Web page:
Published: Thu, May 03, 2018
Science | By Joan Schultz

Healthy Living: Sunscreen ban in Hawaii to protect coral reefs

Healthy Living: Sunscreen ban in Hawaii to protect coral reefs

The proposed law will now go to the desk of Hawaii's governor, who can sign the bill into law and enact the ban starting in 2021.

With this in mind, the state of Hawaii passed a bill Tuesday that would ban certain sunscreen products with ingredients associated with coral reef damage.

The bill prohibits the sale of sunscreen containing two chemicals, oxybenzone and octinoxate, that its authors say "have significant harmful impacts on Hawaii's marine environment and residing ecosystems, including coral reefs". If signed, the ban would start in 2021.

Years of studies have shown that many chemicals in some of the most common sunscreens have chemicals that damage - and sometimes kill - fragile coral reef systems. Prescription sunscreens with those chemicals are not affected by the ban.

"This is the first real chance that local reefs have to recover", said Craig Downs, a scientist whose 2015 peer-reviewed study found oxybenzone was a threat to coral reefs.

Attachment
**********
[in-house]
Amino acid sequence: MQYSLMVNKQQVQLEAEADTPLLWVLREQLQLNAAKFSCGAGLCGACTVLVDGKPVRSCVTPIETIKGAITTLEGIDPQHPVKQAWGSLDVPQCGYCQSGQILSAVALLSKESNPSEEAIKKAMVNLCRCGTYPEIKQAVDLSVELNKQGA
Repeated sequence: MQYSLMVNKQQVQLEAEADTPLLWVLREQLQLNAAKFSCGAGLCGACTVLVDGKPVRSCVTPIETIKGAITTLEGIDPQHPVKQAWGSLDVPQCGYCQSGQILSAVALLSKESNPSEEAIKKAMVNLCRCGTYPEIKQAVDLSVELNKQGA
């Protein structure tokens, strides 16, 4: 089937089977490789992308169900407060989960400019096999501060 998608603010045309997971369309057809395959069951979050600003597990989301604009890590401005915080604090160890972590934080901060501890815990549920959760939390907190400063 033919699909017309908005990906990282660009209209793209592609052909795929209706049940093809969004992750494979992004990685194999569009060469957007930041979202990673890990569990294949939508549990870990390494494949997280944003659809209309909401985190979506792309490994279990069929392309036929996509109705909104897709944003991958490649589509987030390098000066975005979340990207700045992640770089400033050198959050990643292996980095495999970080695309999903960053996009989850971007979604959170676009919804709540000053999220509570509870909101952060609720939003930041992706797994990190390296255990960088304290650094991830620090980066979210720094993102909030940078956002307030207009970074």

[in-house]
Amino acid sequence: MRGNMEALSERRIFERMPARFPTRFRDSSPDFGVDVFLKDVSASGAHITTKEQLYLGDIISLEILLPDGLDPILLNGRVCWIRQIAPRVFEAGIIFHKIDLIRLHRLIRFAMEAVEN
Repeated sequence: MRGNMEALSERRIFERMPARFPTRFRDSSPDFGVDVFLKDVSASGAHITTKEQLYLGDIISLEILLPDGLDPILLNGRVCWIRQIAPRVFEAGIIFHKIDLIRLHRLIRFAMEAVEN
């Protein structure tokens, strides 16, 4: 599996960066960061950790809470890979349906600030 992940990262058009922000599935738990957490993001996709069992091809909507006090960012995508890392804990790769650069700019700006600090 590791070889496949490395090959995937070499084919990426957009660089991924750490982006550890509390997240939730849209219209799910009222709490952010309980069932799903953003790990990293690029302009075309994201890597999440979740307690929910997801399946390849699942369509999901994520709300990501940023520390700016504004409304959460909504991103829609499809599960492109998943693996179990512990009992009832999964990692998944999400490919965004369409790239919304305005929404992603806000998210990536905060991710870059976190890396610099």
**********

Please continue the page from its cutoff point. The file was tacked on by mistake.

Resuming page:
He found as much as 14,000 tons of sunscreen lotion ends up in coral reefs annually. Popular tourist beaches in Hawaii and the U.S. Virgin Islands were among the highest concentrations of these products.

"Amazingly, this is a first-in-the-world law", state Sen. Mike Gabbard, who introduced the bill, told the Honolulu Star-Advertiser.

Many sunscreen makers could soon be forced to change their formulas or be banned from selling the lotions in Hawaii.

"When you think about it, our island paradise, surrounded by coral reefs, is the flawless place to set the gold standard for the world to follow", added Gabbard, who posted a video on Facebook last weekend of himself singing a song in support of the bill.

Hawaii's potential sunscreen ban may have the approval of Thielen and other lawmakers, but it has its share of detractors, including dermatologist Doug Johnson, who warned in a Hawaii Civil Beat op-ed that banning the products might result in an increase in cases of skin cancer, especially melanoma, which is the seventh-leading cancer-related cause of death in the United States.

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